PokerStars Accused of Tax Fraud in Italy

PokerStars, now owned by Amaya Gaming, has been accused by the Italy’s Guardia di Finanza of “willfully eroding” Italian generated revenues to offshore jurisdictions such as the Isle of Man and Malta. The company is now being investigated for fraud in Italy.

Italy’s financial police have begun an investigation into PokerStars’ Italian business branch Halfords Media Italy, saying the company hid more than €300 million on taxable revenues.

Italy’s Guardia di Finanza claims that PokerStars were using illegal practices such as “transfer pricing”, which involves the manipulating of the price of service and costs in order to decrease taxes charges on income generated.

PokerStars denied any wrongdoing.

“PokerStars has been working with Italian tax authorities since they launched an audit several years ago,” the company said in a press statement. “We have operated in compliance with the applicable local tax regulations and have paid €120m in local taxes over the period covered by the audit. Like many other global ecommerce companies, we vigorously dispute the stance of the tax authority regarding local establishment.

Amaya Gaming owners of PokerStars issued a statement saying that it had been aware of the ongoing tax dispute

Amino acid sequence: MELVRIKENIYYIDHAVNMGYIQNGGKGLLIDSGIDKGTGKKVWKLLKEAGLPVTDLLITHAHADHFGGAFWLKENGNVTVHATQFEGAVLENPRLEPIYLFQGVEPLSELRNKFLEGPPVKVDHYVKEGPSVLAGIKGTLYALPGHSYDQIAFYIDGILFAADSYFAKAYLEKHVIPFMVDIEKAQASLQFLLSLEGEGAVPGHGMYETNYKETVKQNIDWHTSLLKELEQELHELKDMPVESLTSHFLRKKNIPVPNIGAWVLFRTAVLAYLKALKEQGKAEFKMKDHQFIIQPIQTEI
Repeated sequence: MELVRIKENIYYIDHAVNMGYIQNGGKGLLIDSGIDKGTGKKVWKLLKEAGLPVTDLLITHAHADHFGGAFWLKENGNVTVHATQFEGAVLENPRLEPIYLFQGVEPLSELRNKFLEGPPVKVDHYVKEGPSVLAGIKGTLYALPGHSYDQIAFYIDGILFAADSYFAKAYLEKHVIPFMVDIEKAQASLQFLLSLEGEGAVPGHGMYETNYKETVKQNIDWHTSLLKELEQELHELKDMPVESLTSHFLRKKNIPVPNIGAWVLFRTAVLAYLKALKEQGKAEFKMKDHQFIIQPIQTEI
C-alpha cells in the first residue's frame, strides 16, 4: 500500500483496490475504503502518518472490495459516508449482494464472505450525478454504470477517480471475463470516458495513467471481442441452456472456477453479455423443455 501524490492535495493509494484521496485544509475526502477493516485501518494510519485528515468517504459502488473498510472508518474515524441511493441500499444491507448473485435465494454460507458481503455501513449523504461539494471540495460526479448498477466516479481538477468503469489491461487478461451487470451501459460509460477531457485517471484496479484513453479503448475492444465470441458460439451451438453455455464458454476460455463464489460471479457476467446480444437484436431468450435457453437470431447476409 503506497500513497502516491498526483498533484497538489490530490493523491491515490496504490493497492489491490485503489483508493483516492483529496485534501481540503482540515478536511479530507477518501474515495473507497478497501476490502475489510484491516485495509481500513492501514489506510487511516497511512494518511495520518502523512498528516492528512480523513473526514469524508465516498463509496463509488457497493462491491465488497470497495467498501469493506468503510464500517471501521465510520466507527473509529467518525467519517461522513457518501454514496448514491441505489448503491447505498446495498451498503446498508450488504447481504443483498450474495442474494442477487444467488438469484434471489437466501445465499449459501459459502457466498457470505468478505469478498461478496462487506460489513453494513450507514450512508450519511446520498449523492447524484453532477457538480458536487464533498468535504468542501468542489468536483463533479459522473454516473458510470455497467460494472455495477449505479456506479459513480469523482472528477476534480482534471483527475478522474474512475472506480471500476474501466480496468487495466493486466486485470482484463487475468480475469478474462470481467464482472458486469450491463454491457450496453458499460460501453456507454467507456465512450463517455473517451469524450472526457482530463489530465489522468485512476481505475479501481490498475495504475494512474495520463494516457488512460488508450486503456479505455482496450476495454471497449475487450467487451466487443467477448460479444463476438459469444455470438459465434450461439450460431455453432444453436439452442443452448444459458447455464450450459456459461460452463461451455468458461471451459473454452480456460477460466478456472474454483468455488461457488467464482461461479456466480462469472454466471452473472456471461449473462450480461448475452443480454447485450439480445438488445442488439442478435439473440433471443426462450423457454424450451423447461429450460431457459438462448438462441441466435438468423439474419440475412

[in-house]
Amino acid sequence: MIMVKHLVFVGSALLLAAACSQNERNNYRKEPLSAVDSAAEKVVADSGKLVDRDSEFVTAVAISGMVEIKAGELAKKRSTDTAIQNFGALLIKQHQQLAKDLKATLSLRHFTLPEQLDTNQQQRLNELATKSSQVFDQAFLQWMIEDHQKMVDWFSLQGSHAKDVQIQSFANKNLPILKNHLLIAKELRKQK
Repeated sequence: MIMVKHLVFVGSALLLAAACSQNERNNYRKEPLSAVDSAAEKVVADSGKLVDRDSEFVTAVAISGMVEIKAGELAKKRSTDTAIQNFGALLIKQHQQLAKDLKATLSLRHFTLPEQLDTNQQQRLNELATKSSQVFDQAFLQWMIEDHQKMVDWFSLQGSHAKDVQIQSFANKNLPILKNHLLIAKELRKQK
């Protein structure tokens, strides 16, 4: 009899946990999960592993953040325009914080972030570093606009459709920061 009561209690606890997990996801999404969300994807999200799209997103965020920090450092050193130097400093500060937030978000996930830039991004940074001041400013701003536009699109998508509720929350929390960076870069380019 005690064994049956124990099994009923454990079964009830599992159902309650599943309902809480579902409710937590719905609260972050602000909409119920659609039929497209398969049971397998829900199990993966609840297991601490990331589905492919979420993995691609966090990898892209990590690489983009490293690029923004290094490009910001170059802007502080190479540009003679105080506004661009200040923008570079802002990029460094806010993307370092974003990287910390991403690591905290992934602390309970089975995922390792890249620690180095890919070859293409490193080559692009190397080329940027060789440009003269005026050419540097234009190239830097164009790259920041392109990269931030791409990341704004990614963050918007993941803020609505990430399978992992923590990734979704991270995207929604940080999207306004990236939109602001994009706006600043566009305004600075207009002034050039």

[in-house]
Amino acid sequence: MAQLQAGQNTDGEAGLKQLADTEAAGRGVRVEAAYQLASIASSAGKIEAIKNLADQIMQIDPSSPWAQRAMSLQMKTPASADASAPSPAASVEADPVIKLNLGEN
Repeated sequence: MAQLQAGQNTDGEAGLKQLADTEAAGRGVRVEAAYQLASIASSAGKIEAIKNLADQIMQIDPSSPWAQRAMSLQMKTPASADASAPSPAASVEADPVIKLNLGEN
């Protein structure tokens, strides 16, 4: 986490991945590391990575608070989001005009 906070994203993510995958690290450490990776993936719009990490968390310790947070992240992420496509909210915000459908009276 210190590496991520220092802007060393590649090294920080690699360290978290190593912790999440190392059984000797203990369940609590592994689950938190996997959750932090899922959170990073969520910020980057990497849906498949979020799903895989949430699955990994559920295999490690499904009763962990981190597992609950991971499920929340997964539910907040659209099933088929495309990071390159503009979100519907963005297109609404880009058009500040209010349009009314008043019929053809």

“The tax dispute relates to operations of PokerStars dating from before the acquisition of the company by Amaya in August, 2014,” the statement said. “The merger agreement related to that transaction provides remedies to address certain income tax and other liabilities that might occur post-closing but stemming from operations prior to the date of acquisition, including monies held in escrow as initial sources for indemnification.

“The current tax dispute is something Amaya was aware of prior to the transaction,” the statement said. “Amaya does not anticipate that these tax issues would apply to future fiscal periods. The company’s operations continue as usual on and it remains focused on delivering the most popular online poker service in the Italian market.”